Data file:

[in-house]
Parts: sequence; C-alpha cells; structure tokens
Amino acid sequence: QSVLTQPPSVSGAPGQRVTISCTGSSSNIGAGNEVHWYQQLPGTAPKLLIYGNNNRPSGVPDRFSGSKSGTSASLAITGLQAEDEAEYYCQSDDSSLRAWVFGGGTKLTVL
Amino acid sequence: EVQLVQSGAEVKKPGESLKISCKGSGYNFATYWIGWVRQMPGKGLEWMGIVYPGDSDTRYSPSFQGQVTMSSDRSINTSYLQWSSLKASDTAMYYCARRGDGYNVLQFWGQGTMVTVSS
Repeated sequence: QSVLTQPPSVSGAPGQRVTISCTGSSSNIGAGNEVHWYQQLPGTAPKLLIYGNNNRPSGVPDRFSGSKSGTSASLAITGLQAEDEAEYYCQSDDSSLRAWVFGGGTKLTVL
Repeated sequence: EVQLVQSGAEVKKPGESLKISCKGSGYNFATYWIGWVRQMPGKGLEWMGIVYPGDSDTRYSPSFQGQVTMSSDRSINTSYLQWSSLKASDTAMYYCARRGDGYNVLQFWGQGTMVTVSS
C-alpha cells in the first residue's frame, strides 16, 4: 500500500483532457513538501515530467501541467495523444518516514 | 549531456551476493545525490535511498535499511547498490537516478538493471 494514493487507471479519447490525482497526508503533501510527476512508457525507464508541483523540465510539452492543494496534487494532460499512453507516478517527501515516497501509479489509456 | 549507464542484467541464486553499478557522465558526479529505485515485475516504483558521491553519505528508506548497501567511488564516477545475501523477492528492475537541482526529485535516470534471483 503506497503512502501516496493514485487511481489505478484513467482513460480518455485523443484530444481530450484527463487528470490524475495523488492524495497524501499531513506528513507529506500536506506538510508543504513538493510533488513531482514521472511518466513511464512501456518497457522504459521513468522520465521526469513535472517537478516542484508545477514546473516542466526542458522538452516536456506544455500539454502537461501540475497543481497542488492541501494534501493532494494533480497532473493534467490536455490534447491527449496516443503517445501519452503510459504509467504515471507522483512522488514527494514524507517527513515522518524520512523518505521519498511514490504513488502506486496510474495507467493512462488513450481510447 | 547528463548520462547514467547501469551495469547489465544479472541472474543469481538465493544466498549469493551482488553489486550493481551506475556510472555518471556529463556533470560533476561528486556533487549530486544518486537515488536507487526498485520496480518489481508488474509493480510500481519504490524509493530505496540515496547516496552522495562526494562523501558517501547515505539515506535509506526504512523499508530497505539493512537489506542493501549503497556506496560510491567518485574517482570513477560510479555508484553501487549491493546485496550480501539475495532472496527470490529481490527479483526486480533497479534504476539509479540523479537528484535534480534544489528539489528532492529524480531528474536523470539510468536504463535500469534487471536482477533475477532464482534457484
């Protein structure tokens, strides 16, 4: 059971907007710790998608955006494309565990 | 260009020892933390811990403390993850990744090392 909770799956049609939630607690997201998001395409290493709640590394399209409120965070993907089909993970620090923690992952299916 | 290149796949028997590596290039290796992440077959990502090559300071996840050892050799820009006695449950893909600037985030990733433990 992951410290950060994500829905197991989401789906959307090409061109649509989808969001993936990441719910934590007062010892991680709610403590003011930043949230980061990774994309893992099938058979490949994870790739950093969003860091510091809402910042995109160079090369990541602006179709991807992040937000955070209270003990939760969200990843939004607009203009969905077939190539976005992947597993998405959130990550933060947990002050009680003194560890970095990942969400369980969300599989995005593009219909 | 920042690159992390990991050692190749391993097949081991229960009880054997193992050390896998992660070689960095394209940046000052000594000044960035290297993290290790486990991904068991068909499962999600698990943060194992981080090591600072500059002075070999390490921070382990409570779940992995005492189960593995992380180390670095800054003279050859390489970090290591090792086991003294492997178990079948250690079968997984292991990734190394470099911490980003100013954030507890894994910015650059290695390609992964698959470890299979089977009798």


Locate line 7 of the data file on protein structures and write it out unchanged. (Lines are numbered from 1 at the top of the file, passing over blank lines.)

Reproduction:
C-alpha cells in the first residue's frame, strides 16, 4: 500500500483532457513538501515530467501541467495523444518516514 | 549531456551476493545525490535511498535499511547498490537516478538493471 494514493487507471479519447490525482497526508503533501510527476512508457525507464508541483523540465510539452492543494496534487494532460499512453507516478517527501515516497501509479489509456 | 549507464542484467541464486553499478557522465558526479529505485515485475516504483558521491553519505528508506548497501567511488564516477545475501523477492528492475537541482526529485535516470534471483 503506497503512502501516496493514485487511481489505478484513467482513460480518455485523443484530444481530450484527463487528470490524475495523488492524495497524501499531513506528513507529506500536506506538510508543504513538493510533488513531482514521472511518466513511464512501456518497457522504459521513468522520465521526469513535472517537478516542484508545477514546473516542466526542458522538452516536456506544455500539454502537461501540475497543481497542488492541501494534501493532494494533480497532473493534467490536455490534447491527449496516443503517445501519452503510459504509467504515471507522483512522488514527494514524507517527513515522518524520512523518505521519498511514490504513488502506486496510474495507467493512462488513450481510447 | 547528463548520462547514467547501469551495469547489465544479472541472474543469481538465493544466498549469493551482488553489486550493481551506475556510472555518471556529463556533470560533476561528486556533487549530486544518486537515488536507487526498485520496480518489481508488474509493480510500481519504490524509493530505496540515496547516496552522495562526494562523501558517501547515505539515506535509506526504512523499508530497505539493512537489506542493501549503497556506496560510491567518485574517482570513477560510479555508484553501487549491493546485496550480501539475495532472496527470490529481490527479483526486480533497479534504476539509479540523479537528484535534480534544489528539489528532492529524480531528474536523470539510468536504463535500469534487471536482477533475477532464482534457484